Then you can look at the nature of art/ public art itself. Most people have a hard time calling conceptual art, let alone found art, Art. What is the function of art? Is it simply to beautify??
Most people that disagree with Found Compressions don’t like it based on their notion of beauty. But that is not the purpose of this piece. The fact that it is stirring debate on art and worth, is the function itself.

The thing is with public art, not everyone is ever going to be happy. I think the cubes were nicer to look at than some rusted metal sculptures we have kicking around town (and they have something to say!)

Read the articles and join the debate!

Here’s a link to Keeley Haftner’s excellent response
http://foundcompressions.tumblr.com/
and a link to the StarPhoenix article
http://www.thestarphoenix.com/entertainment/Irate+taxpayer+covers+public+artwork/9761009/story.html

Jessica Sukut, Kaja Coleman and Edna Oleksyn at the Snelgrove

It’s the end of the term 2 on campus and the Gordon Snelgrove Gallery is seeing the last of the BFA shows of the year. This week we have Jessica Sukut, Kaja Coleman, and Edna Oleksyn showing their BFA exhibitions.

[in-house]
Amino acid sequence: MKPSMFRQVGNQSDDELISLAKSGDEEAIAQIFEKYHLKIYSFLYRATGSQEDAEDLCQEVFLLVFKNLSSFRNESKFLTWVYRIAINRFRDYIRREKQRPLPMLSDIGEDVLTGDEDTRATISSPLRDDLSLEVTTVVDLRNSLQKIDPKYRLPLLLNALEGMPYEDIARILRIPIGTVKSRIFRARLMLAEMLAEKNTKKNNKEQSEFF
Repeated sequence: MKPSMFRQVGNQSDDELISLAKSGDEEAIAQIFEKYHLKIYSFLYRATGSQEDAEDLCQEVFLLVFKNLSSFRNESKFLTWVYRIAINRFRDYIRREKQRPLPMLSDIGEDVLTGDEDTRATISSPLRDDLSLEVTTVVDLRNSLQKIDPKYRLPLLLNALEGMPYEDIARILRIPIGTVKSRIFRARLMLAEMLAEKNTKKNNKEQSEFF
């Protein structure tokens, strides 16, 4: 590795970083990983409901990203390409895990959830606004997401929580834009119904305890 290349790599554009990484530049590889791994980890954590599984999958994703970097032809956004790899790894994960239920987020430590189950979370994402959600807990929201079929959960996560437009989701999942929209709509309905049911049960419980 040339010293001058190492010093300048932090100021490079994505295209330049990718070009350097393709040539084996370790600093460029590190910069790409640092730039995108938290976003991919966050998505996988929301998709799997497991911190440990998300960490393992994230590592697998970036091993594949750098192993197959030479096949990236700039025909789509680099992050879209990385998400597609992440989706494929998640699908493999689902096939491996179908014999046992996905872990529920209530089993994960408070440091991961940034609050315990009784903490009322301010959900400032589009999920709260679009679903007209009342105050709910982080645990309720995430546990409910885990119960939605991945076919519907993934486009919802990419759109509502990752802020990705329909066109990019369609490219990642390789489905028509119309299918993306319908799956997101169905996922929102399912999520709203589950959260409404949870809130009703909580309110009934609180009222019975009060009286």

Jessica Sukut’s “Reconstruction”

Jessica’s theme of her BFA show dwells on home and memory. Home is a great idea woth thinking about. Your home is your dwelling that keeps you safe, warm and comforted. You shape your home with colors, decorations and furnishings giving it a personality and feel that might create an emotional response. You spend so much time in your various homes that they might seem organic and alive, like an extension of the people that live there. Our homes are part of who we are.